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Insider: An Explosion in Casual Circles

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Let’s pretend we’re playing the Pick the Pic game Doug sends out regularly in the newsletter. I show you a pile of cards worth a buck or so and I throw in a Darksteel Plate.

I trust that most of you reading this will know that the Darksteel Plate is worth the most. After all, it’s been worth a dollar bill to dealers since it was printed. And, if you had asked me a week ago, I would have said it still was.

But I’d be wrong. Darksteel Plate is up to $5 retail and dealers are buying at $2 or more.

As someone who prides himself on dealing in casual cards, I was taken aback that I missed this rise. As you can see from the chart, all the growth has come in the past few months.

Armed with this information, I began checking out other casual hits from the past few years. Sig touched on this earlier in the week, and it holds true across the board. We are seeing large gains in previously-stable casual cards.

Platinum Emperion. Up $5 since January. Celestial Mantle. Up more than 100% since January to reach an all-time high of $5. Command Tower has doubled in price in the last three months to $5.

I can’t overstate how important a development this is. This growth in the casual market is a direct result of the growth of Magic as a whole, and it’s turning people’s “near-bulk” bins into gold. All of a sudden digging through a box of old Zendikar cards has become a lot more exciting.

I’m writing this article to make you aware of these developments because it’s the sort of thing that can slip by if you’re not paying close attention. Unlike the headline-grabbing Modern cards that double in price overnight, this slower but steady growth flies under the radar but is arguably more important to be aware of.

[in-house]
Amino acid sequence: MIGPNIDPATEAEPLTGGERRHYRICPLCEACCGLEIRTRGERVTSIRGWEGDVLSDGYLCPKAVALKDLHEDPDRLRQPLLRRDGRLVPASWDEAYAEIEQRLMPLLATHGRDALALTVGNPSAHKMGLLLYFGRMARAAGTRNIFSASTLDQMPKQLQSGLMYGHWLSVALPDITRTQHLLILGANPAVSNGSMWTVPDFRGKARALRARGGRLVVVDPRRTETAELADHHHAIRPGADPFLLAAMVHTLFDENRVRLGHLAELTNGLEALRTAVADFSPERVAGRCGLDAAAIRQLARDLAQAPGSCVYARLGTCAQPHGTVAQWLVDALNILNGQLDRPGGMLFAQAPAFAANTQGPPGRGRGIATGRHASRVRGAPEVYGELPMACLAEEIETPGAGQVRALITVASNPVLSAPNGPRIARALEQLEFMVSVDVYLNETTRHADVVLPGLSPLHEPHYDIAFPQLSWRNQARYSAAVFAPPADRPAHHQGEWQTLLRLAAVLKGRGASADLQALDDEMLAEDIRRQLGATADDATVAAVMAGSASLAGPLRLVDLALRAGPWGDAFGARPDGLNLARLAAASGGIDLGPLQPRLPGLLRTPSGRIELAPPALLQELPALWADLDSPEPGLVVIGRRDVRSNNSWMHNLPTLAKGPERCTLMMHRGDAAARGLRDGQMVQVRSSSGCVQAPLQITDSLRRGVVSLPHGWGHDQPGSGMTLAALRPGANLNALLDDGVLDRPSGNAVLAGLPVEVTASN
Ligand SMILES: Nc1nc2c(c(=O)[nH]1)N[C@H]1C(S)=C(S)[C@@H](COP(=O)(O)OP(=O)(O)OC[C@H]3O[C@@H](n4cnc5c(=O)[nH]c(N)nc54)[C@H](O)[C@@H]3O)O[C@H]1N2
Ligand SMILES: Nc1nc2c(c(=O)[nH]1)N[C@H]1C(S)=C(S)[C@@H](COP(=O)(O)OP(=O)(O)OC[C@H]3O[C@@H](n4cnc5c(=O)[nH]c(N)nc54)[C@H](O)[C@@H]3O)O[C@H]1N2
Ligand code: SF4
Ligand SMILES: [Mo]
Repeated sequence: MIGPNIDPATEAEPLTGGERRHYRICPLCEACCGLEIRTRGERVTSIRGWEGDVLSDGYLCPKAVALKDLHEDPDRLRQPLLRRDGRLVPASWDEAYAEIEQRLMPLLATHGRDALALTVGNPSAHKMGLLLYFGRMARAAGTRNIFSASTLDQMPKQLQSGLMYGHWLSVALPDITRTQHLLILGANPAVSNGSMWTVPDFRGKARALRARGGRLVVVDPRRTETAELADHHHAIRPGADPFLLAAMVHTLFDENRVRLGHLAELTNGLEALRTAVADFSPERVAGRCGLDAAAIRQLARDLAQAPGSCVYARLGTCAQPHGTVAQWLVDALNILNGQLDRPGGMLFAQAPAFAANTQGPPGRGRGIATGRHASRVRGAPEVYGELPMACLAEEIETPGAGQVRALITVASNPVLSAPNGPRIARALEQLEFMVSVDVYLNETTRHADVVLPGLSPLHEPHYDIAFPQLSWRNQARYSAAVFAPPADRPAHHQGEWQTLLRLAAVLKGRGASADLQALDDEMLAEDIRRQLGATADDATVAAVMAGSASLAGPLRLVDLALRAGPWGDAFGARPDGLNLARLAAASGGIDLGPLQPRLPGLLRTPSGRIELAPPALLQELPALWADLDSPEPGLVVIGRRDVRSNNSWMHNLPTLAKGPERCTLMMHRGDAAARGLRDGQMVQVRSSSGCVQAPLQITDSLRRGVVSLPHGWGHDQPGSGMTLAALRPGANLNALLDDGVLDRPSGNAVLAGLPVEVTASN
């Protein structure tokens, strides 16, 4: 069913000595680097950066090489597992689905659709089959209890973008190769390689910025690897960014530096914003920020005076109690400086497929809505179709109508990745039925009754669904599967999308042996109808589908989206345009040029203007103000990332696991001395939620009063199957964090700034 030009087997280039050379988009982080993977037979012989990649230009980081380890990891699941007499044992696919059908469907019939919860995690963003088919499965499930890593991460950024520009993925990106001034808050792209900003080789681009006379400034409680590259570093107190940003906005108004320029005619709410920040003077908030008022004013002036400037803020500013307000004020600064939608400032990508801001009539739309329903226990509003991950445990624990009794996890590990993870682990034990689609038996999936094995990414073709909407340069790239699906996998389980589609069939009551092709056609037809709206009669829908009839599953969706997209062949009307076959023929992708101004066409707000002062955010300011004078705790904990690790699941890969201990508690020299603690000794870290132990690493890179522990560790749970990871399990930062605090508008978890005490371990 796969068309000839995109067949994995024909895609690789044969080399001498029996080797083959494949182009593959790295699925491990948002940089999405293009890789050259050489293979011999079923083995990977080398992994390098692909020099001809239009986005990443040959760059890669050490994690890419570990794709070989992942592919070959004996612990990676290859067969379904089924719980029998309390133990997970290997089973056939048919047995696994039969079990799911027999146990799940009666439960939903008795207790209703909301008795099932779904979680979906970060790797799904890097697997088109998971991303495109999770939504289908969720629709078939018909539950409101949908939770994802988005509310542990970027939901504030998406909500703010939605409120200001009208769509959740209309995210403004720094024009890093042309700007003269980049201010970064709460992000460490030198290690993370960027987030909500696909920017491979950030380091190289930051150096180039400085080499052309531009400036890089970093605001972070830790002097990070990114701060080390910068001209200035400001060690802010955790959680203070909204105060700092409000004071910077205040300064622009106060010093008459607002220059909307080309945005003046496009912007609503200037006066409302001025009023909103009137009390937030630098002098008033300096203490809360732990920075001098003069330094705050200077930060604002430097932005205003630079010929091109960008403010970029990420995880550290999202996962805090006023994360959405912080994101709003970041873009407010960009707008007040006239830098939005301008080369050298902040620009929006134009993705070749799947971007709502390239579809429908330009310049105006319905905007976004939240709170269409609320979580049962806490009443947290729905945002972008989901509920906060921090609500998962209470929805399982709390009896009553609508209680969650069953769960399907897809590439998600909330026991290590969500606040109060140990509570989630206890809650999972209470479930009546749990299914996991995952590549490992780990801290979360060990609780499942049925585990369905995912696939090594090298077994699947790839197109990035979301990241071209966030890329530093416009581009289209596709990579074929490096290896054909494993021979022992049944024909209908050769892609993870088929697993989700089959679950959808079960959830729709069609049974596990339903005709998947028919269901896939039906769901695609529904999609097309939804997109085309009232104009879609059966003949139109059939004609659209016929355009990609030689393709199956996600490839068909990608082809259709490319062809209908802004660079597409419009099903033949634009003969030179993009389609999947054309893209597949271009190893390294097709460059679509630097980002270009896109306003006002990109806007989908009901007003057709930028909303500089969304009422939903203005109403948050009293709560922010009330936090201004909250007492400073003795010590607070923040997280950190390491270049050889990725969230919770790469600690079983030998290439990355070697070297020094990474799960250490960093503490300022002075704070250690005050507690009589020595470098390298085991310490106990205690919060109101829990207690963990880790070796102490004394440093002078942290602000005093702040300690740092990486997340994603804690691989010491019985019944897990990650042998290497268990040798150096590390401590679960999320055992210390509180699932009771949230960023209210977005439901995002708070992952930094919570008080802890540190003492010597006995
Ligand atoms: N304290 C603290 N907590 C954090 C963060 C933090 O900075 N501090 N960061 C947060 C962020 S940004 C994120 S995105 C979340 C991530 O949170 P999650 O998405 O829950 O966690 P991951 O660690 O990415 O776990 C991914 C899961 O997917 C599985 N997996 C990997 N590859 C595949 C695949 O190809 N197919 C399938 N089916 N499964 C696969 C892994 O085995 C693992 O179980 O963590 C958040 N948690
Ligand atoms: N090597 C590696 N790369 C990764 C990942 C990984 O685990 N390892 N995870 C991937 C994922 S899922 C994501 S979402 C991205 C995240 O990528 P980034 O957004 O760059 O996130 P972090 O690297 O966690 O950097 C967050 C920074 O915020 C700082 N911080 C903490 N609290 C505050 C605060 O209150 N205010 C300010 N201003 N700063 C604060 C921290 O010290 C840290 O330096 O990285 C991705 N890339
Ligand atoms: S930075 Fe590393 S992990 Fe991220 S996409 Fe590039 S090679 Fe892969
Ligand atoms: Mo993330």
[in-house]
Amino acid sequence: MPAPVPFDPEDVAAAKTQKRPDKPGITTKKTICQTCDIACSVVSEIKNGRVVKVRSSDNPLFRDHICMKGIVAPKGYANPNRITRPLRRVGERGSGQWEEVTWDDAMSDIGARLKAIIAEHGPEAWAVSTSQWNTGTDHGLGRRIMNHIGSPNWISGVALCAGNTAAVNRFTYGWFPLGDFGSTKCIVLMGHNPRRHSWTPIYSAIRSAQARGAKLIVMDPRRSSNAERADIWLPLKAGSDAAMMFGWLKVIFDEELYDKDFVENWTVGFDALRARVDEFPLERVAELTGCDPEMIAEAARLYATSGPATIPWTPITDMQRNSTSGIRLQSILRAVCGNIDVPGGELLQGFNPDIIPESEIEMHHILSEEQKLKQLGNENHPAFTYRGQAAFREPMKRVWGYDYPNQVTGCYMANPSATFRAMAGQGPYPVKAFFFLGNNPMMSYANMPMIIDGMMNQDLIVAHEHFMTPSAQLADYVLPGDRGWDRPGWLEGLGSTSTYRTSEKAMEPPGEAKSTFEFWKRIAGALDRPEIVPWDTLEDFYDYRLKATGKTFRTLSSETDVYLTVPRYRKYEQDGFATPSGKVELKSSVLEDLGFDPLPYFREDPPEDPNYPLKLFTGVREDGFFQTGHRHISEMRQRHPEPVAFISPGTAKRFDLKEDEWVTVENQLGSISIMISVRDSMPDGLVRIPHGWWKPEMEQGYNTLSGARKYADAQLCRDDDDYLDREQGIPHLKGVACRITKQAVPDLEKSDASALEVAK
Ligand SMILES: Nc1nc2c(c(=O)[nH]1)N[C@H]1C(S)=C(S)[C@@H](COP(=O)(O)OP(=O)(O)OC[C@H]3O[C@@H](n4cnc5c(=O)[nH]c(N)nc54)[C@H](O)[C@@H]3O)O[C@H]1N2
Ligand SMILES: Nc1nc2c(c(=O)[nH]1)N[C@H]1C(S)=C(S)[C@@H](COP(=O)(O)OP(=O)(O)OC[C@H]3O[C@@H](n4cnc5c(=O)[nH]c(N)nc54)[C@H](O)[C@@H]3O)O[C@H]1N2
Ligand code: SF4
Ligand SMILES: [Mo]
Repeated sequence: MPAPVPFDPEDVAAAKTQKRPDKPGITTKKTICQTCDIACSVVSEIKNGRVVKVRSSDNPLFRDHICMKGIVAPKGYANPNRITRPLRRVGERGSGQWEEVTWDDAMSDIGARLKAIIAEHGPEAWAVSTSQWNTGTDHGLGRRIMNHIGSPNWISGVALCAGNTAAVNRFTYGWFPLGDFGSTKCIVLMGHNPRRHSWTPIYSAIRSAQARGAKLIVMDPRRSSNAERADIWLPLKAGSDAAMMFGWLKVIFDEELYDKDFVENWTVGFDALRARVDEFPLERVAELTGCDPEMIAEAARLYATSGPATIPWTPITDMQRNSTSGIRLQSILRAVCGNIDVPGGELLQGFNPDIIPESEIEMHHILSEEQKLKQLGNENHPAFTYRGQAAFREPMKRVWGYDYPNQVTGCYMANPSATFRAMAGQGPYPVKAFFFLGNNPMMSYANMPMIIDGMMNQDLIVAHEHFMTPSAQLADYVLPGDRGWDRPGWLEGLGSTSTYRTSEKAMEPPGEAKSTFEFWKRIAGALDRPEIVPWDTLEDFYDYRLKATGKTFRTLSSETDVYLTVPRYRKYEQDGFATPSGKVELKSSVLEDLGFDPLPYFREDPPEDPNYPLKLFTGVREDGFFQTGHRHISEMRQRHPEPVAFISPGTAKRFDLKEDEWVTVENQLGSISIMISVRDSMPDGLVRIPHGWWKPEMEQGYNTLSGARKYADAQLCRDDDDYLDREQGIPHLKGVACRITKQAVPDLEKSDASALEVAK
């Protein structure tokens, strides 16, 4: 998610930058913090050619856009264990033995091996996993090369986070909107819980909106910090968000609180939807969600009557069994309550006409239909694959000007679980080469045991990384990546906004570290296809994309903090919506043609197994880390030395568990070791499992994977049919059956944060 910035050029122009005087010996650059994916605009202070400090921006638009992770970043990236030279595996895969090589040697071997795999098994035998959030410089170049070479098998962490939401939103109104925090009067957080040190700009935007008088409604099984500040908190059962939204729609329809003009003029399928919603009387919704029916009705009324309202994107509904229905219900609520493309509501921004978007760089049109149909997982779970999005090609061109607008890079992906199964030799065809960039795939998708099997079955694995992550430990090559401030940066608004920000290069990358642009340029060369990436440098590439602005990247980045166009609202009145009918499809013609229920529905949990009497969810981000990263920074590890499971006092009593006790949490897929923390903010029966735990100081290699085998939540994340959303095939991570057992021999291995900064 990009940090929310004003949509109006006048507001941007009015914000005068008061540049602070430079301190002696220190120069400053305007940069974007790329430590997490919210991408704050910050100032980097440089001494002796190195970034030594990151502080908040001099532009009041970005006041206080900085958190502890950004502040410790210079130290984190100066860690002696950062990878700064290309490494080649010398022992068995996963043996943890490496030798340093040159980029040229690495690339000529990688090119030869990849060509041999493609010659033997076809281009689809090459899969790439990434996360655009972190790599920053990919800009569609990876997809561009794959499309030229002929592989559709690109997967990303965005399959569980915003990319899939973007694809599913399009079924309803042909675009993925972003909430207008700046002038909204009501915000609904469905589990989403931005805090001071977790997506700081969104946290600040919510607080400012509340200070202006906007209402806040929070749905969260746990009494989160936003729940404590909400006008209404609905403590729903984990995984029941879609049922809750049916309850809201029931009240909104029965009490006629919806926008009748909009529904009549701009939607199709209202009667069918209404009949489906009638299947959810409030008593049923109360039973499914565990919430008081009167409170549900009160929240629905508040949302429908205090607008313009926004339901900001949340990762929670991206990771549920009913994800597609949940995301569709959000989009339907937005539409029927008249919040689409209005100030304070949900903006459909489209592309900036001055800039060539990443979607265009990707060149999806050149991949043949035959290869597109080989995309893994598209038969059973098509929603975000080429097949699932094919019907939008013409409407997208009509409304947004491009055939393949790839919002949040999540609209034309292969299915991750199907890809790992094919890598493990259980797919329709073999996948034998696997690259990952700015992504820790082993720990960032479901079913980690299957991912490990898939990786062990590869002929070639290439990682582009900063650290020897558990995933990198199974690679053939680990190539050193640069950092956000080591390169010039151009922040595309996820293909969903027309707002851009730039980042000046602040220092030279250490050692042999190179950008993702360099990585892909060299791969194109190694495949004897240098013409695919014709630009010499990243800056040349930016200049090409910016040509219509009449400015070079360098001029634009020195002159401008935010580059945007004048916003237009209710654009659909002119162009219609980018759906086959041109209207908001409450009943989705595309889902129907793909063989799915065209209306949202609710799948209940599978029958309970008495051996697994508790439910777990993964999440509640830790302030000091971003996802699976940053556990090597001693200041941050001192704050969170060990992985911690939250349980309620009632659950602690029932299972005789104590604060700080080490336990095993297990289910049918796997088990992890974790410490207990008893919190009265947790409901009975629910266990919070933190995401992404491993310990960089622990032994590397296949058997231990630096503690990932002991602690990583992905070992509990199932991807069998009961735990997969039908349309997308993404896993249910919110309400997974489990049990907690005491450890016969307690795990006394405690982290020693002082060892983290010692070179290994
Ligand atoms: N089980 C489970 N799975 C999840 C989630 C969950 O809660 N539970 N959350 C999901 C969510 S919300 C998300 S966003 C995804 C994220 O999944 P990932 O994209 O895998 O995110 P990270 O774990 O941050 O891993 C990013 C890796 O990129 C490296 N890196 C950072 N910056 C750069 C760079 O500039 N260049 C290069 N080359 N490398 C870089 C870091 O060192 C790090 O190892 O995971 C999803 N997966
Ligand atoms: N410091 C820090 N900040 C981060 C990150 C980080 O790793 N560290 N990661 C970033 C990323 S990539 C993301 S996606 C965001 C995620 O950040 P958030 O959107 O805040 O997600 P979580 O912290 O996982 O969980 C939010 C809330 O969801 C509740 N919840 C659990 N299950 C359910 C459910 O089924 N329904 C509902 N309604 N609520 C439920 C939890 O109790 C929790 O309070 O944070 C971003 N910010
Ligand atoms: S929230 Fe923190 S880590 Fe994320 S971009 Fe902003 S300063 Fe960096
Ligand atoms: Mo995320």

Cards like these are the reason I do the “Casual Hits from...” series. For the rest of today I want to look at cards from the last few installments to see if there’s any movement on those fronts yet and stay ahead of the next wave.

Vexing Devil

Here’s a card from Avacyn Restored that I called when it was around $5-6 dollars. Since the beginning of the year it’s up a dollar or so to $7.50. This card never really bottomed out despite seeing virtually no Standard play, which is interesting. As such, I don’t ever expect this to go down from current levels unless reprints are involved.

Omniscience

This has been on a tear. It’s nearly doubled since the beginning over the year and is pushing $8 now. Sure, some of this is from Legacy play, but it takes more than that to hold $8, and the casual appeal is doing that.

For a Core Set mythic, I think this has a lot higher ceiling than some of the other cards on this list, which is something to keep in mind.

Primordial Hydra

After the first printing of this card in M12, it was a little secret of mine and I got them cheaply even though they were around $5. The reprint disappointed me in this regard, but it’s shown that it can quickly shrug that off. It's now back up to $7, making it one of the most surprising comeback stories of the year.

With another reprint the ceiling lowers, but without one this will push $10 before too long.

Vampire Nocturnus

This is still sitting at $4, which I feel is way too low for a card that used to be $20. The next time vampires get pushed this card is going to rebound hard, so picking them up at current prices is an excellent prospect.

Akroma's Memorial

Another card up 50% since the beginning of the year. I feel like we’re pretty early in the spike here, so there’s time to get in on these before they hit $8-10 again. Do so now.